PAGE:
One of the main challenges lies in how we better measure success. Foundations and other organizations that fund a lot of innovative work in education like to put metrics around the projects they’re funding. They want to see a return on investment and rightfully so. Although this is common practice, the unintended result is that it sometimes limits the grantee’s ability to pivot midway through the grant and, potentially, to fail. The goals of the grantees may begin to lean toward the original metrics agreed upon with funders, rather than perhaps adjusting course for what’s best for students and families. Yet, embracing the principles of emergent philanthropy will allow grantees to make any necessary pivots and achieve even more impactful results.
The organizations that finance such innovative work want to know that their money is being well spent, that their dollars are generating impact. The concept of failure is also unsettling when we think about families and kids. How can we afford to fail when the future of the next generation is on the line?
The irony is, we are in many ways failing those kids right now, as you’re reading this.
The high school graduation rate in Washington, D.C., for example, stands at just 59 percent. The 2017 National Assessment of Education Progress, better known as “the Nation’s Report Card,” saw zero progress in its 2017 scores, leading one expert to refer to the past 10 years as “a lost decade” for education reform. And a recent paper from the Center for Education Reform found that two-thirds of all students in the U.S. are performing below grade level in reading and math.
Given all that, failure shouldn’t be such a frightening concept. Chances are, even if we try something and fail, we’re going to learn something that will make the next effort far more successful.
There is no shortage of big ideas in the world of education, philanthropy and social impact. Yet ideas and the ability to implement those ideas require change on both sides of the work. We need the stakeholders leading these efforts to take chances, learn new things and perhaps push for “innovation” phases within each grant to allow for any necessary pivots. On the other end, we need more partners like Kristi to talk about what they’ve learned and encourage more funders to create “R&D departments for education” — places where both failure and success are embraced.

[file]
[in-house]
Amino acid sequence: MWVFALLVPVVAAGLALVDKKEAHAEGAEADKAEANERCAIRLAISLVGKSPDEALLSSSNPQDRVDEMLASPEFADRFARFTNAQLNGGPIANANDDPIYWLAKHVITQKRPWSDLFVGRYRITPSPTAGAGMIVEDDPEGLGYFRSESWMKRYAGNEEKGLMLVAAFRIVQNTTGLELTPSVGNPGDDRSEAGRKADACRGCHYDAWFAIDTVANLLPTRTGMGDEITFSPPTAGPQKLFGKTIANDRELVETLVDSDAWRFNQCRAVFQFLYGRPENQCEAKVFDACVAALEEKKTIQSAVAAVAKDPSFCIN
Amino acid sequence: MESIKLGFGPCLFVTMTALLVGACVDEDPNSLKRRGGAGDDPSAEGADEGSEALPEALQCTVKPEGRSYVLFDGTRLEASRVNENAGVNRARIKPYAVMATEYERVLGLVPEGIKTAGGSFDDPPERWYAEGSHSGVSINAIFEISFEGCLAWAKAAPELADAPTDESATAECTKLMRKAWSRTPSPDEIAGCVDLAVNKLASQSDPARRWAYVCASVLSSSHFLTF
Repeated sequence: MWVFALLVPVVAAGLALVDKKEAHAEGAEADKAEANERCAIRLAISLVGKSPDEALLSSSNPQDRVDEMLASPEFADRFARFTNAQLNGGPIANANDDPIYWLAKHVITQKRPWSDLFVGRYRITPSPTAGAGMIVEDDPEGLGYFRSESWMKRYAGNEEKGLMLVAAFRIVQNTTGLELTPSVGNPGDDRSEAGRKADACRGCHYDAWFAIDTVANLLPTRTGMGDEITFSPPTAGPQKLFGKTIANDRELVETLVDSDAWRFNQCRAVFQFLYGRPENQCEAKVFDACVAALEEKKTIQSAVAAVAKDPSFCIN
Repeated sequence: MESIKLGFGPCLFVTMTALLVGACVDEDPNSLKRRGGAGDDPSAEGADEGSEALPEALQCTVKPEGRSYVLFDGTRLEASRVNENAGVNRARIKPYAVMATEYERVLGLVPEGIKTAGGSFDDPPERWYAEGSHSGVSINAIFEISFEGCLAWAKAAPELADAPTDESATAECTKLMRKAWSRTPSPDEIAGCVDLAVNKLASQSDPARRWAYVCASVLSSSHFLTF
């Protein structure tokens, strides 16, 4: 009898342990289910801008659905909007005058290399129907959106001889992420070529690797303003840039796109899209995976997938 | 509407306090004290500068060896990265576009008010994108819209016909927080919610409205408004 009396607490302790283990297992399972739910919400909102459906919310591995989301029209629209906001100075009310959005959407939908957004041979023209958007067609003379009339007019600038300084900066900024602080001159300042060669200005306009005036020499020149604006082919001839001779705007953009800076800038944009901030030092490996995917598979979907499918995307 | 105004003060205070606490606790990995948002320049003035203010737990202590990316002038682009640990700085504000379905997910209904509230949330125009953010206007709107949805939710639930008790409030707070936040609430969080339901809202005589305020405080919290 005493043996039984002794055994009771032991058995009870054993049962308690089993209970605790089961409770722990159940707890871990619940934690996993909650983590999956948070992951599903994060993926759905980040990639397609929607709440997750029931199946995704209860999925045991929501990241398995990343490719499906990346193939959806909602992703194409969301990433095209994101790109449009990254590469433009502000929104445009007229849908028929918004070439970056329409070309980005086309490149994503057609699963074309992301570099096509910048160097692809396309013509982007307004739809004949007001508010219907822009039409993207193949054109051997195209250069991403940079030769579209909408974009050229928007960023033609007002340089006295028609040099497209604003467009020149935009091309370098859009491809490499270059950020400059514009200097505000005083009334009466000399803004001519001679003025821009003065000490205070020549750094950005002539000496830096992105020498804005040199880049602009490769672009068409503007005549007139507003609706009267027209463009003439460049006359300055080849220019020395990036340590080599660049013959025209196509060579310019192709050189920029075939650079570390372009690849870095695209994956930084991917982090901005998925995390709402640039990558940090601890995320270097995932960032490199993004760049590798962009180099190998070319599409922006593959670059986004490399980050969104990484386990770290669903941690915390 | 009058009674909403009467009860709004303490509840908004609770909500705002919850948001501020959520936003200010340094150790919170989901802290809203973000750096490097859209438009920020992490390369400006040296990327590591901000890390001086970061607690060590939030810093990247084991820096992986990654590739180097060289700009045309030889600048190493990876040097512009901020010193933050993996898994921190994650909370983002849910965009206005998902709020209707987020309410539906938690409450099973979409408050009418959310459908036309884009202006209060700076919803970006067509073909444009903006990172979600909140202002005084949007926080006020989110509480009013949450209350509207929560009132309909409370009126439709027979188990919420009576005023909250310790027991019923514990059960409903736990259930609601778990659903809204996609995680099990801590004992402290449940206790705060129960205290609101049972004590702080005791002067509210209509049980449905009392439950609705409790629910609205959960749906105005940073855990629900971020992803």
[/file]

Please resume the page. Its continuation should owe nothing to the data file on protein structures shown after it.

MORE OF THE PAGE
That doesn’t mean we absolve practitioners of their duty to work hard and ensure the money given to them is well spent. It does mean that we need to redefine success. We all know that test scores and graduation rates don’t tell the whole story. So how do we create process markers and other metrics that track progress, without damning the efforts of those who try and fail?
From my perspective, let’s ensure innovation periods within grants that allow practitioners to adjust course. Relentlessly seek input from the end-user (both students and families) regarding their metrics of success. Provide space and trust for practitioners to operate. We should assume the same level of professionalism with these leaders as many do other startups. As Seth Godin recently said, “requiring the innovators to count paperclips gives them less time to actually innovate.”
Creating the future of education begins by changing the ways we measure success and the way we define failure. And that starts with all of us.